DO: I delivered all m y completed and published Medium online files to Sylvia [Martinez, Cymbal Press president] who became my invaluable editor. She raised questions, she helped me rewrite confusing chapters… brought it all together. We came up with chapter headings and even decided to give the collection an alphabetical Table of Contents and provide a road map page at the end as to where these stories originally appeared. We Zoomed and emailed each other regularly.

Were there any of these interviews that you found particularly challenging to achieve?

DO: These stories were written over the course of three decades. Early on, I worked on the art of conversation and how to fashion what the artist and I talked about into the writing. I stress: conversations, not some robotic Q&A.

That brings me to Frank Zappa, who was probably the hugest challenge. But I had three months to prep given his failing health. He had a huge history to study. Plus, Frank had the reputation for eating writers for lunch. Not me. We ended up conversing for nearly 5 hours in his living room and later in his recording studio.

I came to know Wayne Shorter, but my first phone interview with him threw me for a loop. I was talking to him about the 1+1 album he recorded with Herbie Hancock. I had already seen the duo perform a preview show at the Villa Montalvo Arts Center in Saratoga, CA. They were returning to the Bay Area at Berkeley’s Zellerbach Auditorium. I was writing a preview story for the San Francisco Chronicle and Wayne was my contact. I asked him about the collaboration with Herbie. He answered my query by going through an elliptical thought pattern – cryptic parabolas starting at one point then swinging widely into the stars and finally, miraculously coming back to earth with a soft landing of insight. After I got off the phone, I was worried that I didn’t have anything to work with from this oblique conversation. But I reviewed my notes, listened to the taped interview again, and then realized that his thought process was quite brilliant and wonderful.

You’ve done a lot of DownBeat Magazine Blindfold Tests. Was the Freddie Hubbard DBFT particularly challenging, and if not talk about some of your DBFT challenges.

DO: The Freddy Hubbard Blindfold Test wasn’t challenging. I had done a lot of BFTs by then so I just put together a set list for the IAJE conference in Long Beach, CA. It was all about the music I played. Freddie was iffy on showing up because of his health. But he did come and actually it turned out to be a bit challenging for him. I merely followed his reflections, especially on tunes that he did not like. He was gracefully angry.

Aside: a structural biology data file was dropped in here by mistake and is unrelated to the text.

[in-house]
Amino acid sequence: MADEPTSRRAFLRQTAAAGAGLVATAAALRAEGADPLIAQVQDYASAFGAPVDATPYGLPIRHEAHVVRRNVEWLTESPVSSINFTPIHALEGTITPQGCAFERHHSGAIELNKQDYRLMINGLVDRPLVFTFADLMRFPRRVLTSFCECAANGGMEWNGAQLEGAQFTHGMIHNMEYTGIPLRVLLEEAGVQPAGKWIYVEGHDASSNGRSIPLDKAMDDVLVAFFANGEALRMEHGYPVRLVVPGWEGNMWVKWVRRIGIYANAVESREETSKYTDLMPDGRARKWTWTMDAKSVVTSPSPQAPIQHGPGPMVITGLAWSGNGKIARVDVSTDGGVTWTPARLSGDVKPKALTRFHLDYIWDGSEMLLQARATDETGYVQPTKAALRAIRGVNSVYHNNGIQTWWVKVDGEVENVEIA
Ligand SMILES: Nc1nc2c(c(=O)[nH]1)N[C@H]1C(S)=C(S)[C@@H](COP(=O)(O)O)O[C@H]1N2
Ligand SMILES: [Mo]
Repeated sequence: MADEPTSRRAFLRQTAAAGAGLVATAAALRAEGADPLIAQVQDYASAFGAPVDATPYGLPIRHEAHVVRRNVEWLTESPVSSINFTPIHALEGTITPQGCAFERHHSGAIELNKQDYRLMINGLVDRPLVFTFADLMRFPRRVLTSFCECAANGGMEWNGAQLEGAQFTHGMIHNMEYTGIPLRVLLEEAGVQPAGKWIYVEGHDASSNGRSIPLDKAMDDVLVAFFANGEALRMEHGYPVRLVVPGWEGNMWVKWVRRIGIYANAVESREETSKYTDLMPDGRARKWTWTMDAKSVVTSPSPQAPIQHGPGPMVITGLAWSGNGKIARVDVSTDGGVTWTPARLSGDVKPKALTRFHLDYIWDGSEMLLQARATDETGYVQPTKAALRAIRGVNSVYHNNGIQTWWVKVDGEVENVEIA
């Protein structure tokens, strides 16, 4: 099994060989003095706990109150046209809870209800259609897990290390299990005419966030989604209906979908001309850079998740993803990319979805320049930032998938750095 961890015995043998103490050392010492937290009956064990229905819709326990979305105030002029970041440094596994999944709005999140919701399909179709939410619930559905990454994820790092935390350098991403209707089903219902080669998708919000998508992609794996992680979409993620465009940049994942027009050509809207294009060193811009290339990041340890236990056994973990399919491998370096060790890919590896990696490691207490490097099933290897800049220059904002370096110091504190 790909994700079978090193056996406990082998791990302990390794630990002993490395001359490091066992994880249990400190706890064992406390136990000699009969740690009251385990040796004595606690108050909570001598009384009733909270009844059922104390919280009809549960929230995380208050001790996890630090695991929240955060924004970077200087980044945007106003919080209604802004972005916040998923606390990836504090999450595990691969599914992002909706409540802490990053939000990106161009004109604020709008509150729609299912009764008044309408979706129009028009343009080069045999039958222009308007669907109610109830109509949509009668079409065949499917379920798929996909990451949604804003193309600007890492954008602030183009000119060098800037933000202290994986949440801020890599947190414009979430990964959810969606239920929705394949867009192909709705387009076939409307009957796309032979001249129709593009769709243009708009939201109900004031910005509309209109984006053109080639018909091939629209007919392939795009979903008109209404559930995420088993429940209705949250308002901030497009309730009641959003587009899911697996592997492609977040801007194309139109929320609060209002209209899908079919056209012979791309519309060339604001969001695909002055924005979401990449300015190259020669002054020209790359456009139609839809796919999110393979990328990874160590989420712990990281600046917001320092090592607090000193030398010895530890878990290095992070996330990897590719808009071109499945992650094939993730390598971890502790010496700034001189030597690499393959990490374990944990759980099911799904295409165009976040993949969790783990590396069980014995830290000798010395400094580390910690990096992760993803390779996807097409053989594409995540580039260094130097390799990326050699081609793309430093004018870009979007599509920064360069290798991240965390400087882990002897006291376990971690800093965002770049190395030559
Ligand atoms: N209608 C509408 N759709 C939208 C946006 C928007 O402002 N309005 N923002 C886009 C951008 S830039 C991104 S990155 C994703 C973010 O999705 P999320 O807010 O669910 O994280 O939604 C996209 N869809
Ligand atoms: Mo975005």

One of my most interesting BFT experiences was with all three Heath Brothers. It was a challenge to come up with a set list that would intrigue them. It was hilarious and it will appear in its entirety in Landfill, Volume 2.

My freakiest BFT came at the North Sea Jazz Festival. I was only using one microphone at the time to record the reflections. Chris Botti was in the hot seat. He did great. The next day I tried to listen to the tape and there was nothing there! I remembered the crew had cut the mics onstage before I saved. It was gone. So I somehow called Chris and he remembered his reflections well. It ran perfectly! From then on… 2 mics!

What advice would you give aspiring young music journalists as far as how they approach interview opportunities in terms of deriving the most compelling testimony from an interview subject?

DO: First off, do your homework beforehand. Know the person. Know their music. Try not to query too much about their past, like, when did you start playing music? That’s pretty much available online for your prep. But talk about the process they went through. I interviewed Pharoah Sanders once and he started by saying don’t ask me anything about John Coltrane. I obliged and started our conversation about his new work. Through the course of our conversation once he got going, he ended up talking a lot about Trane. You can share some of what you’re thinking about as it can help the flow of the conversation. But share only as much as it triggers a response and keeps the conversation going. There really is an art of conversation. Lastly, do not resort to a straight Question & Answer format when talking. Like Ques. 1-Ques. 10. Straight Q & As oftentimes make for boring reading.

A few quotes on my “conversational” style.

Joe Lovano: “Dan Ouellette’s The Landfill Chronicles is a must-read collection of conversational encounters. Dan’